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William Hastings, 1st Baron Hastings

From Wikipedia, the free encyclopedia

The Lord Hastings

Coat of Arms of Sir William Hastings, 1st Baron Hastings, KG.png
Arms of William Hastings, 1st Baron Hastings, KG
Lord Chamberlain of the Household
In office
1461 – 1483
Vacant 1470-1471
MonarchEdward IV
Preceded byThe Earl of Salisbury
Succeeded byThe Viscount Lovell
Personal details
Died13 June 1483 (date disputed)[1]
Tower of London
Spouse(s)Katherine Neville
ChildrenEdward Hastings, 2nd Baron Hastings
Sir William Hastings
Sir Richard Hastings
George Hastings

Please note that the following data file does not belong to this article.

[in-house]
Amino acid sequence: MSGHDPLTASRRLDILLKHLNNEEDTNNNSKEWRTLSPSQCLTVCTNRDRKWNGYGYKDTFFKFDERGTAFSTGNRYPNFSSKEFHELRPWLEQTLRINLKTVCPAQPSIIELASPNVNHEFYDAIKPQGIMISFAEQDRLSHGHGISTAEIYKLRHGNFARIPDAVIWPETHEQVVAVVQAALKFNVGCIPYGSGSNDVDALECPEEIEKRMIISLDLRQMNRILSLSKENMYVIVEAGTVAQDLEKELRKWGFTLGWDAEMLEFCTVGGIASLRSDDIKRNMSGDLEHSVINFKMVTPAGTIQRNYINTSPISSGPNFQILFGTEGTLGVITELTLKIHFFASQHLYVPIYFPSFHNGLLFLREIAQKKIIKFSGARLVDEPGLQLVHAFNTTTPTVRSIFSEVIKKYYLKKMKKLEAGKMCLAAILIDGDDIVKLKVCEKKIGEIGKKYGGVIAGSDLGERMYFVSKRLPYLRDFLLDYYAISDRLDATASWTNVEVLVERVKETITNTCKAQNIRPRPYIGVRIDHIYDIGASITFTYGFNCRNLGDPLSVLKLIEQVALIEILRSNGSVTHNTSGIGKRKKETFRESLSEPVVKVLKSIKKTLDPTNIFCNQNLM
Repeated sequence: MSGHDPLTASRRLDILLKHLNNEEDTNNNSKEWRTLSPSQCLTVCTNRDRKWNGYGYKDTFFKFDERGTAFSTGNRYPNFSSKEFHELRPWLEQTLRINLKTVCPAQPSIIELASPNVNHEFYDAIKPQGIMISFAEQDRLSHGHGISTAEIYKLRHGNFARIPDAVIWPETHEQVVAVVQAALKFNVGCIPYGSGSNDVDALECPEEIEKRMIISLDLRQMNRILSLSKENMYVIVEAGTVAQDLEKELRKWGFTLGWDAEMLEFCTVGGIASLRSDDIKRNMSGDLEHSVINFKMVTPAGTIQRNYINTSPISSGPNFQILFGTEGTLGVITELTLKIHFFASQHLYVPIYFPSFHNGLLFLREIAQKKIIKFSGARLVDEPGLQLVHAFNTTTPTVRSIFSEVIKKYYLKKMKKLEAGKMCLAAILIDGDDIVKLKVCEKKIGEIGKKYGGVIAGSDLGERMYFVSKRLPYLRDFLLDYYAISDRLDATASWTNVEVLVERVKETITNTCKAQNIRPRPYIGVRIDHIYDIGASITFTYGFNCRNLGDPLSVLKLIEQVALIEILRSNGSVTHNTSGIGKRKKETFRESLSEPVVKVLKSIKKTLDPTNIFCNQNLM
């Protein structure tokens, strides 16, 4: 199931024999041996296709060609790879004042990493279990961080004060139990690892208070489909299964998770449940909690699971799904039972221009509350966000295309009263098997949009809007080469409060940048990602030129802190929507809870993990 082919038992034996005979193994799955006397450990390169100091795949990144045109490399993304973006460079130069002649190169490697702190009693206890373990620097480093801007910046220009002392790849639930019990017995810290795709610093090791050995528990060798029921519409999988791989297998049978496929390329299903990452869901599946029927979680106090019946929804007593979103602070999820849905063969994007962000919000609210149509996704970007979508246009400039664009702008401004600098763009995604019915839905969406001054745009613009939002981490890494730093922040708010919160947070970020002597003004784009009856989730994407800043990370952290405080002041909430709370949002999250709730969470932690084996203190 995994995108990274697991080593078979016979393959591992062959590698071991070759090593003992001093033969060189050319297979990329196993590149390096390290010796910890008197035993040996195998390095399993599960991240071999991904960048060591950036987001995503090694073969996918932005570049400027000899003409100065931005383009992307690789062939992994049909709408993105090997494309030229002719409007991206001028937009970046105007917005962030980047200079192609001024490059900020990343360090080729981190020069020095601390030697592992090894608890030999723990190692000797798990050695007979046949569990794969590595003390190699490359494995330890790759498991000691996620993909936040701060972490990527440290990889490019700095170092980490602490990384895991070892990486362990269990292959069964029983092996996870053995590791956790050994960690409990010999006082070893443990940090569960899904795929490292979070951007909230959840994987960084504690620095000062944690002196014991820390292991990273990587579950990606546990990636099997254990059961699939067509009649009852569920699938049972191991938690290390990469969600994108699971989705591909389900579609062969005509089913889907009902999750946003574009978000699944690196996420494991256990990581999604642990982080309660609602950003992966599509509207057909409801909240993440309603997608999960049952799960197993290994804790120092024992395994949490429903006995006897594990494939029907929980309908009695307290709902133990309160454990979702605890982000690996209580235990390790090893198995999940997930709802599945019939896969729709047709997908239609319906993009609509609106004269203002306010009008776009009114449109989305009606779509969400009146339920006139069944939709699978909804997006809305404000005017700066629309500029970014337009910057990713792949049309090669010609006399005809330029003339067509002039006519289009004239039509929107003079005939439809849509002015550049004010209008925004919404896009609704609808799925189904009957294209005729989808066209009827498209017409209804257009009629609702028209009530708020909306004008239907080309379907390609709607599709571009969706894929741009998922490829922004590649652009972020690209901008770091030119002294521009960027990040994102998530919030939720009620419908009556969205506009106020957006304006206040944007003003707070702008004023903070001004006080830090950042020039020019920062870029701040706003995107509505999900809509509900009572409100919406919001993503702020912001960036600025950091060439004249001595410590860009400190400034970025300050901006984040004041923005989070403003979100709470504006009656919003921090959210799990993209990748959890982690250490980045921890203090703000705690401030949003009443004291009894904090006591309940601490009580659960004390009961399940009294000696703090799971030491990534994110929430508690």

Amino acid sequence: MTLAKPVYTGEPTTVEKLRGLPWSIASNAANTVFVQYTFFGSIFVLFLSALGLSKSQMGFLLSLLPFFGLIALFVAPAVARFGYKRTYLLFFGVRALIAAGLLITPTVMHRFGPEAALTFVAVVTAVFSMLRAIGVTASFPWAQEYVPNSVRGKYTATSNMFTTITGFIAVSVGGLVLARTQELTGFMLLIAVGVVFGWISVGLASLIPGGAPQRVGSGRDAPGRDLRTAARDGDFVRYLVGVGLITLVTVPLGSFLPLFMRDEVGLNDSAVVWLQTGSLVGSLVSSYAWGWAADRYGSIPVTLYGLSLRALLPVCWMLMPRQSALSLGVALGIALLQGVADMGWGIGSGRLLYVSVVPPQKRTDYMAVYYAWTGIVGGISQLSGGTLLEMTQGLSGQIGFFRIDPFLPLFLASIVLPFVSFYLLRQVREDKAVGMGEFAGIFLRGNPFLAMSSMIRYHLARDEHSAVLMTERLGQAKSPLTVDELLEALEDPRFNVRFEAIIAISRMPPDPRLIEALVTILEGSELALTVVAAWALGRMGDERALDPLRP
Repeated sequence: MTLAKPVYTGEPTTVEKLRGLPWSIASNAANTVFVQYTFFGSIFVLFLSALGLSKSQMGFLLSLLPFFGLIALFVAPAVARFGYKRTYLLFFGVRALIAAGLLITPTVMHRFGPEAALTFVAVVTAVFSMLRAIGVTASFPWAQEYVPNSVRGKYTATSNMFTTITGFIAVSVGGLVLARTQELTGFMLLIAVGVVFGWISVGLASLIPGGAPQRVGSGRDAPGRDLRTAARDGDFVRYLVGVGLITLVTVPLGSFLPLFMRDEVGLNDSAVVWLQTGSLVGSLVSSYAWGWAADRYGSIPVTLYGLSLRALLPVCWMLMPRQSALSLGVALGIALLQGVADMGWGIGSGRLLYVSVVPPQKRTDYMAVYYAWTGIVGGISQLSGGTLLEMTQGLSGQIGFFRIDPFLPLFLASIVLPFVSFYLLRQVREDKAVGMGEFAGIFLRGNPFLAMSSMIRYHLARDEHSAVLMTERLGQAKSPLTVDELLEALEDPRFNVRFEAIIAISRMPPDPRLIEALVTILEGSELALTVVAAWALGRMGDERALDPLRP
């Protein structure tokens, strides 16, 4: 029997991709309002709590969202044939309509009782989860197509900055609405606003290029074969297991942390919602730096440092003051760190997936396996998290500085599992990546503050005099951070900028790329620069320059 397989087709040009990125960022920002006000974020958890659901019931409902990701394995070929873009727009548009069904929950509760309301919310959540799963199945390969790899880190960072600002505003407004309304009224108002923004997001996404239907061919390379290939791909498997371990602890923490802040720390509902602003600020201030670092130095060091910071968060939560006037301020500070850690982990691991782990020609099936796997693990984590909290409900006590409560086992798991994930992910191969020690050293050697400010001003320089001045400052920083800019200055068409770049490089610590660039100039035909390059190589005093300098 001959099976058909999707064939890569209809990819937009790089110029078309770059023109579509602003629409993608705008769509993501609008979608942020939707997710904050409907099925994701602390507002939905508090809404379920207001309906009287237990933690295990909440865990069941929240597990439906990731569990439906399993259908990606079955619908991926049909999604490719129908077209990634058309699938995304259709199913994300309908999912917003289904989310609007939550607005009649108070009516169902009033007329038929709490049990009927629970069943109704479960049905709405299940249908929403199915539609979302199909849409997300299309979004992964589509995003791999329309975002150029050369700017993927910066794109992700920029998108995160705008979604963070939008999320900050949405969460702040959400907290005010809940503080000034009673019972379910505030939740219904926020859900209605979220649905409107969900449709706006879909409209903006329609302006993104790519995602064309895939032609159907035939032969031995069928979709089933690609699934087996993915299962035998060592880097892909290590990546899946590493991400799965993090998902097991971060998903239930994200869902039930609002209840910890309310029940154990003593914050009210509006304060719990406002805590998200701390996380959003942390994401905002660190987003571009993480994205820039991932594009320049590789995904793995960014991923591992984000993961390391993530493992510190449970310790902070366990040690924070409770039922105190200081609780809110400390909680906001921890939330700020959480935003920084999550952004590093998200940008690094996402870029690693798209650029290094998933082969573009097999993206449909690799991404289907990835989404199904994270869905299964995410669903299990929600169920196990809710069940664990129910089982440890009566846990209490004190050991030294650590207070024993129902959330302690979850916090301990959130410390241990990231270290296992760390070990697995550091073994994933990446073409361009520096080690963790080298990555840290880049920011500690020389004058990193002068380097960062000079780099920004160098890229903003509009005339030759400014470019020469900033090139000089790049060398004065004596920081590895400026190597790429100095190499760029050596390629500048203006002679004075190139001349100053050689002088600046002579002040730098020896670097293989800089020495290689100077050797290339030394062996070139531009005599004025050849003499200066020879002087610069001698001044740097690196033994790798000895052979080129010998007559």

Anne Hastings, Countess of Shrewsbury
Elizabeth Hastings
MotherAlice Camoys
FatherSir Leonard Hastings
Manticore badge of William, Lord Hastings, c.1470.
Manticore badge of William, Lord Hastings, c.1470.

William Hastings, 1st Baron Hastings KG (c. 1431 – June 1483) was an English nobleman. A loyal follower of the House of York during the Wars of the Roses, he became a close friend and one of the most important courtiers of King Edward IV, whom he served as Lord Chamberlain. At the time of Edward's death he was one of the most powerful and richest men in England. He was executed following accusations of treason by Edward's brother and ultimate successor, Richard III. The date of his death is disputed; early histories argued for a hasty execution on 13 June, while Clements R. Markham argues that he was executed one week after his arrest on 20 June 1483, and after a trial.[2]